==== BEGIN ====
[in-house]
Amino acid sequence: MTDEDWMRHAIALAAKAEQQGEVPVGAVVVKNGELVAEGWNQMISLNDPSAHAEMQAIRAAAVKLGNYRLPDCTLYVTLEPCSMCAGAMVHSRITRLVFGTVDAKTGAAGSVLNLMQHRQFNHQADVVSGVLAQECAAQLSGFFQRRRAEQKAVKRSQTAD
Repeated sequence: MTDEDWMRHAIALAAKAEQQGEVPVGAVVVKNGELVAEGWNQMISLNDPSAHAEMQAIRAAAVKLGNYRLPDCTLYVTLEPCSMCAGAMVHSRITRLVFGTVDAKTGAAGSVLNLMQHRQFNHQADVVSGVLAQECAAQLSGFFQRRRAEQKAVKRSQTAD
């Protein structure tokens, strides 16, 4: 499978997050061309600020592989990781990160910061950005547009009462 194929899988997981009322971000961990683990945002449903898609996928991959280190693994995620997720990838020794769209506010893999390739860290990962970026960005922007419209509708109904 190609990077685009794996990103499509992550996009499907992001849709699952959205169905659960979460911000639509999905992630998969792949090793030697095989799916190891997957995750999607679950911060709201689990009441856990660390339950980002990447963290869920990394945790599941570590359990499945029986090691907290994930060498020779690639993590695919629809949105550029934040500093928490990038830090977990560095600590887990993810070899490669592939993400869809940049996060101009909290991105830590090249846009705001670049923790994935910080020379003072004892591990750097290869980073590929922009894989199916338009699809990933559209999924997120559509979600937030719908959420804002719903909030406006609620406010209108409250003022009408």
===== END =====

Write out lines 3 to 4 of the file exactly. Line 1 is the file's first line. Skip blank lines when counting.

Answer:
Repeated sequence: MTDEDWMRHAIALAAKAEQQGEVPVGAVVVKNGELVAEGWNQMISLNDPSAHAEMQAIRAAAVKLGNYRLPDCTLYVTLEPCSMCAGAMVHSRITRLVFGTVDAKTGAAGSVLNLMQHRQFNHQADVVSGVLAQECAAQLSGFFQRRRAEQKAVKRSQTAD
């Protein structure tokens, strides 16, 4: 499978997050061309600020592989990781990160910061950005547009009462 194929899988997981009322971000961990683990945002449903898609996928991959280190693994995620997720990838020794769209506010893999390739860290990962970026960005922007419209509708109904 190609990077685009794996990103499509992550996009499907992001849709699952959205169905659960979460911000639509999905992630998969792949090793030697095989799916190891997957995750999607679950911060709201689990009441856990660390339950980002990447963290869920990394945790599941570590359990499945029986090691907290994930060498020779690639993590695919629809949105550029934040500093928490990038830090977990560095600590887990993810070899490669592939993400869809940049996060101009909290991105830590090249846009705001670049923790994935910080020379003072004892591990750097290869980073590929922009894989199916338009699809990933559209999924997120559509979600937030719908959420804002719903909030406006609620406010209108409250003022009408």